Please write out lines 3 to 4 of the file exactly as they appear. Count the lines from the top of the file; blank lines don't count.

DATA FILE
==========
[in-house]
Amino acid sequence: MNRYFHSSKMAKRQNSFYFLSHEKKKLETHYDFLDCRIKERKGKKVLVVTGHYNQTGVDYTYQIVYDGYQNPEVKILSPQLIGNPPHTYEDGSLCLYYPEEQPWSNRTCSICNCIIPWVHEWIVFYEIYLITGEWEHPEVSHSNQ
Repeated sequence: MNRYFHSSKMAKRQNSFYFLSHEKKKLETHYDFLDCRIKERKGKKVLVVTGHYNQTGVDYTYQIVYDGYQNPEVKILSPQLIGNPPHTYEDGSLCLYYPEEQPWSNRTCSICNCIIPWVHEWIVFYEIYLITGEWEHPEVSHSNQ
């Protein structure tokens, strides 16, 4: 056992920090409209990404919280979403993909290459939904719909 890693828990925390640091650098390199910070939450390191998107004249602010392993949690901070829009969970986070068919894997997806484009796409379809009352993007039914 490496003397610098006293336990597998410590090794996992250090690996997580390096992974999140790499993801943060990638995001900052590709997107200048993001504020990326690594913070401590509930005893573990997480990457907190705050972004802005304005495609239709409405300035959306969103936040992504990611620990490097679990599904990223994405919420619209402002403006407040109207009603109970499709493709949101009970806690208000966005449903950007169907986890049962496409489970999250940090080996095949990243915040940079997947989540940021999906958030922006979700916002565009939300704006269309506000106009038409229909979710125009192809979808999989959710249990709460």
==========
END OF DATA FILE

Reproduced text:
Repeated sequence: MNRYFHSSKMAKRQNSFYFLSHEKKKLETHYDFLDCRIKERKGKKVLVVTGHYNQTGVDYTYQIVYDGYQNPEVKILSPQLIGNPPHTYEDGSLCLYYPEEQPWSNRTCSICNCIIPWVHEWIVFYEIYLITGEWEHPEVSHSNQ
């Protein structure tokens, strides 16, 4: 056992920090409209990404919280979403993909290459939904719909 890693828990925390640091650098390199910070939450390191998107004249602010392993949690901070829009969970986070068919894997997806484009796409379809009352993007039914 490496003397610098006293336990597998410590090794996992250090690996997580390096992974999140790499993801943060990638995001900052590709997107200048993001504020990326690594913070401590509930005893573990997480990457907190705050972004802005304005495609239709409405300035959306969103936040992504990611620990490097679990599904990223994405919420619209402002403006407040109207009603109970499709493709949101009970806690208000966005449903950007169907986890049962496409489970999250940090080996095949990243915040940079997947989540940021999906958030922006979700916002565009939300704006269309506000106009038409229909979710125009192809979808999989959710249990709460």